Severe hypoxic-ischemic encephalopathy (HIE) is a devastating condition that can lead to mortality and long-term disabilities in term newborns. No rapid and reliable laboratory test exists to assess the degree of neuronal injury in these patients. We propose two possible biomarkers: 1) phosphorylated axonal neurofilament heavy chain (pNF-H) protein, one of the major subunits of neurofilaments, found only in axonal cytoskeleton of neurons and 2) Ubiquitin C-terminal hydrolase 1 (UCHL1 protein) that is heavily and specifically concentrated in neuronal perikarya and dendrites. High-serum pNF-H and UCHL1 levels are reported in subarachnoid hemorrhage and traumatic brain injury, suggesting that they are released into blood following neuronal injury. We hypothesized that serum pNF-H and UCHL1 were higher in neonates with moderate-to-severe HIE than in healthy neonates. A time-limited enrollment of 14 consecutive patients with HIE and 14 healthy controls was performed. UCHL1 and pNF-H were correlated with clinical data and brain MRI. UCHL1 and pNF-H serum levels were higher in HIE versus controls. UCHL1 showed correlation with the 10-min Apgar score, and pNF-H showed correlation with abnormal brain MRI. Our findings suggest that serum UCHL1 and pNF-H could be explored as diagnostic and prognostic tools in neonatal HIE.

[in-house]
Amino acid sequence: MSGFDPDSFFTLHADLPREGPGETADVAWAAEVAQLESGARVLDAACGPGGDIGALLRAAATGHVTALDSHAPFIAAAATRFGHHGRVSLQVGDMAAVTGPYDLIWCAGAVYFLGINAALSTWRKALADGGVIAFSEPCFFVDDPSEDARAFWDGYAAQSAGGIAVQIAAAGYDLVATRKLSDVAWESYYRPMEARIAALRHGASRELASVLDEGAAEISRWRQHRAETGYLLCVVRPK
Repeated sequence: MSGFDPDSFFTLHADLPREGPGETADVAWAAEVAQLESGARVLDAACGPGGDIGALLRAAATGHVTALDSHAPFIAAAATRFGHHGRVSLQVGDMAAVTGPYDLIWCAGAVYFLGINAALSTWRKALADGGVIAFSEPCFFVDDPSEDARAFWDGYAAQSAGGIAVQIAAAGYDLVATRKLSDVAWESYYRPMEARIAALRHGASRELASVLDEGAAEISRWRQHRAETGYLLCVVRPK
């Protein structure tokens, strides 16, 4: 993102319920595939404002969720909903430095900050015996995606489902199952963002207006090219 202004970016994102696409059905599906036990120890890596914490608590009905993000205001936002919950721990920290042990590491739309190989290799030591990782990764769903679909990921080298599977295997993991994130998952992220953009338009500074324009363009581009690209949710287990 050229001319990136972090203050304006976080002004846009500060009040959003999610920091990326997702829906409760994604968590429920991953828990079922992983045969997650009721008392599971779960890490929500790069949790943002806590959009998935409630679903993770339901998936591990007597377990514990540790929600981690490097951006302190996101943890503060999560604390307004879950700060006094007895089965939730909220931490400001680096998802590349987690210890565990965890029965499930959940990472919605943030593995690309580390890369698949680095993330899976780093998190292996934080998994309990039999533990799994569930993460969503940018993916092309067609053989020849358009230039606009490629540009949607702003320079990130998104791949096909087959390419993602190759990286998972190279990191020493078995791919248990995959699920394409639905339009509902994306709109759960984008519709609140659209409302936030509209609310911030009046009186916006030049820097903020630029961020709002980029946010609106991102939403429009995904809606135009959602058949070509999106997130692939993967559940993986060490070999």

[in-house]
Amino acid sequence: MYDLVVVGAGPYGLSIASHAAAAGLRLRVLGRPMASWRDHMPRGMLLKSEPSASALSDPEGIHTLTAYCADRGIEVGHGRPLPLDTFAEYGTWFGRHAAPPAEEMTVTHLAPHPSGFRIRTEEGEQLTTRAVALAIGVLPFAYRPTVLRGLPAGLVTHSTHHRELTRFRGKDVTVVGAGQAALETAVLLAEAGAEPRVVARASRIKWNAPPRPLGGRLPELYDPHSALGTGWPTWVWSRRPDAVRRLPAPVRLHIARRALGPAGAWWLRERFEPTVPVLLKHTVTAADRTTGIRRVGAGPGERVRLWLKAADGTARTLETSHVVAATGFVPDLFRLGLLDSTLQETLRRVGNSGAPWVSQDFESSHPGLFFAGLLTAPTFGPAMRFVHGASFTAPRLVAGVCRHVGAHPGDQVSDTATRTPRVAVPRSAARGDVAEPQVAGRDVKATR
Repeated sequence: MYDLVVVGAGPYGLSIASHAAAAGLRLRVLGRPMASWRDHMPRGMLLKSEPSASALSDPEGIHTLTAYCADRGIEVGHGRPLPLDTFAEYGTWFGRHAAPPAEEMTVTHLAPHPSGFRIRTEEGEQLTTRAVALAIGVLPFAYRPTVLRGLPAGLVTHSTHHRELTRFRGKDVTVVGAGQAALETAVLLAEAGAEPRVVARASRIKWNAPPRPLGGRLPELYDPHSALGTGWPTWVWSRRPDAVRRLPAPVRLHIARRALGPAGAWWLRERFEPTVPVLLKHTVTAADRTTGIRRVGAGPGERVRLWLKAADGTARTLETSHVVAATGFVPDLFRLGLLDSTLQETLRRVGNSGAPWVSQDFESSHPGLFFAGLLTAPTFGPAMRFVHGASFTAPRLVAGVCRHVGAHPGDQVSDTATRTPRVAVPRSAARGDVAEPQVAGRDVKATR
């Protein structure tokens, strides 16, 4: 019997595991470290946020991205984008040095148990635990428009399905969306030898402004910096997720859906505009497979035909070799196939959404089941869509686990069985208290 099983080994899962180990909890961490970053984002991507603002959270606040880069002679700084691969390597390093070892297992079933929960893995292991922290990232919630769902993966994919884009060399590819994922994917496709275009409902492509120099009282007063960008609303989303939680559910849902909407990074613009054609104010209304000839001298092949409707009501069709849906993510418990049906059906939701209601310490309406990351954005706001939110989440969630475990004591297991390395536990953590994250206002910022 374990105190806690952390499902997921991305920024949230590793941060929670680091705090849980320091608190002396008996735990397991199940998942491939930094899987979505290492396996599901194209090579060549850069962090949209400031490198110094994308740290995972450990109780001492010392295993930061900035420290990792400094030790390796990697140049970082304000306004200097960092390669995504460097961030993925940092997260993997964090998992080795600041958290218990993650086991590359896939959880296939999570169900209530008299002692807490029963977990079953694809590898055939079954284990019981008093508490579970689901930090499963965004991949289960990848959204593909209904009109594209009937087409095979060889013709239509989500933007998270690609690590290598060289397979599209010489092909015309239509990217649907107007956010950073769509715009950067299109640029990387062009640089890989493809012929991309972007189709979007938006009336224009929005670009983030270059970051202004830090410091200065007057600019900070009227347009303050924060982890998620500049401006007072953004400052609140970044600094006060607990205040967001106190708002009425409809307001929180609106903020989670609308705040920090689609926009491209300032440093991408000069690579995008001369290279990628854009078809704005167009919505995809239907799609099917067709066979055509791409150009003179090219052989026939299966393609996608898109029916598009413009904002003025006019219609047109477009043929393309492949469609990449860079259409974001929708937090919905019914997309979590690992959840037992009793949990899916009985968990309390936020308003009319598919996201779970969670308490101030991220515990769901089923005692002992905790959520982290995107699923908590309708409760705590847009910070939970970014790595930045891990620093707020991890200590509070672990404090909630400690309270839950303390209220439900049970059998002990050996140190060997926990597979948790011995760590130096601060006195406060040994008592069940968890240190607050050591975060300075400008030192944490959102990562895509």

ASJC Scopus subject areas
- Pediatrics, Perinatology, and Child Health